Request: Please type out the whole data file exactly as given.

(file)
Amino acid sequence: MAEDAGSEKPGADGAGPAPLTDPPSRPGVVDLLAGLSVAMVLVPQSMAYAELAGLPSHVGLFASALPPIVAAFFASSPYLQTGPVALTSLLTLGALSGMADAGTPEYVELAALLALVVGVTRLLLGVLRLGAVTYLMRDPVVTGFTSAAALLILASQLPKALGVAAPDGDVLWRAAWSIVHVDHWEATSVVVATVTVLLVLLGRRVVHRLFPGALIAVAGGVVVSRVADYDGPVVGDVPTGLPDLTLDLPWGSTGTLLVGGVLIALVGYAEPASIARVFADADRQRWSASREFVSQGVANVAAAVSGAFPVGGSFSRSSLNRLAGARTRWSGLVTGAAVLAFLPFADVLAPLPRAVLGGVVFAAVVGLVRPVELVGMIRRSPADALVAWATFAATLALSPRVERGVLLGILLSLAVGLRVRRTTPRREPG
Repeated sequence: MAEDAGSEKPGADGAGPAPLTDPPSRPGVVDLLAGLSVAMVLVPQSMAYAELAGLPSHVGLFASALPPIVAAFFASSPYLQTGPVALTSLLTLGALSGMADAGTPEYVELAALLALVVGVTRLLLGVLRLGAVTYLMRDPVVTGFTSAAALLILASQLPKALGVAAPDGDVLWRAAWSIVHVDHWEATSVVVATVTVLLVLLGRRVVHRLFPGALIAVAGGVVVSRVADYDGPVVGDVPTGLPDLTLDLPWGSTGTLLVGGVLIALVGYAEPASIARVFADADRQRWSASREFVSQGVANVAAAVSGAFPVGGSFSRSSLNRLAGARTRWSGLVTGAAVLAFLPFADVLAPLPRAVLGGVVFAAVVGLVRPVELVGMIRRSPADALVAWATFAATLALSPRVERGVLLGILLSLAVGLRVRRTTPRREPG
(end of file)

Amino acid sequence: MAEDAGSEKPGADGAGPAPLTDPPSRPGVVDLLAGLSVAMVLVPQSMAYAELAGLPSHVGLFASALPPIVAAFFASSPYLQTGPVALTSLLTLGALSGMADAGTPEYVELAALLALVVGVTRLLLGVLRLGAVTYLMRDPVVTGFTSAAALLILASQLPKALGVAAPDGDVLWRAAWSIVHVDHWEATSVVVATVTVLLVLLGRRVVHRLFPGALIAVAGGVVVSRVADYDGPVVGDVPTGLPDLTLDLPWGSTGTLLVGGVLIALVGYAEPASIARVFADADRQRWSASREFVSQGVANVAAAVSGAFPVGGSFSRSSLNRLAGARTRWSGLVTGAAVLAFLPFADVLAPLPRAVLGGVVFAAVVGLVRPVELVGMIRRSPADALVAWATFAATLALSPRVERGVLLGILLSLAVGLRVRRTTPRREPG
Repeated sequence: MAEDAGSEKPGADGAGPAPLTDPPSRPGVVDLLAGLSVAMVLVPQSMAYAELAGLPSHVGLFASALPPIVAAFFASSPYLQTGPVALTSLLTLGALSGMADAGTPEYVELAALLALVVGVTRLLLGVLRLGAVTYLMRDPVVTGFTSAAALLILASQLPKALGVAAPDGDVLWRAAWSIVHVDHWEATSVVVATVTVLLVLLGRRVVHRLFPGALIAVAGGVVVSRVADYDGPVVGDVPTGLPDLTLDLPWGSTGTLLVGGVLIALVGYAEPASIARVFADADRQRWSASREFVSQGVANVAAAVSGAFPVGGSFSRSSLNRLAGARTRWSGLVTGAAVLAFLPFADVLAPLPRAVLGGVVFAAVVGLVRPVELVGMIRRSPADALVAWATFAATLALSPRVERGVLLGILLSLAVGLRVRRTTPRREPG